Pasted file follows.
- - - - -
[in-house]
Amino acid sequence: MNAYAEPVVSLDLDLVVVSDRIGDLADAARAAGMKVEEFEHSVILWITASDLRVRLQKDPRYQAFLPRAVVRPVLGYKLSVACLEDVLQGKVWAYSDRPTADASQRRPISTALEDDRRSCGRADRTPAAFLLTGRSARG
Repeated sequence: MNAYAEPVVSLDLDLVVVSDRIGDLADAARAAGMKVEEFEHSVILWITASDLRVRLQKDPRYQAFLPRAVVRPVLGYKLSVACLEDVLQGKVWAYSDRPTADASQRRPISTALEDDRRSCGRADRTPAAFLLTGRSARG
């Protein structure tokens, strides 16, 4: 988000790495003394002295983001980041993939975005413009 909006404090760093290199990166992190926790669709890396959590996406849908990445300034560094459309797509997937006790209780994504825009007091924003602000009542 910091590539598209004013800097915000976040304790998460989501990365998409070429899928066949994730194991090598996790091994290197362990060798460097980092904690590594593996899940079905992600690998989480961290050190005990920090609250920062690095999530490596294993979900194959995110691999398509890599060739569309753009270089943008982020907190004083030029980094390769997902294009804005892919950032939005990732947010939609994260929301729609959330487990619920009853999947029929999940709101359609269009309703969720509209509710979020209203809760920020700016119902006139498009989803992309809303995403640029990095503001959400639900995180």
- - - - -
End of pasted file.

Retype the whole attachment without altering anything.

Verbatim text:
[in-house]
Amino acid sequence: MNAYAEPVVSLDLDLVVVSDRIGDLADAARAAGMKVEEFEHSVILWITASDLRVRLQKDPRYQAFLPRAVVRPVLGYKLSVACLEDVLQGKVWAYSDRPTADASQRRPISTALEDDRRSCGRADRTPAAFLLTGRSARG
Repeated sequence: MNAYAEPVVSLDLDLVVVSDRIGDLADAARAAGMKVEEFEHSVILWITASDLRVRLQKDPRYQAFLPRAVVRPVLGYKLSVACLEDVLQGKVWAYSDRPTADASQRRPISTALEDDRRSCGRADRTPAAFLLTGRSARG
């Protein structure tokens, strides 16, 4: 988000790495003394002295983001980041993939975005413009 909006404090760093290199990166992190926790669709890396959590996406849908990445300034560094459309797509997937006790209780994504825009007091924003602000009542 910091590539598209004013800097915000976040304790998460989501990365998409070429899928066949994730194991090598996790091994290197362990060798460097980092904690590594593996899940079905992600690998989480961290050190005990920090609250920062690095999530490596294993979900194959995110691999398509890599060739569309753009270089943008982020907190004083030029980094390769997902294009804005892919950032939005990732947010939609994260929301729609959330487990619920009853999947029929999940709101359609269009309703969720509209509710979020209203809760920020700016119902006139498009989803992309809303995403640029990095503001959400639900995180």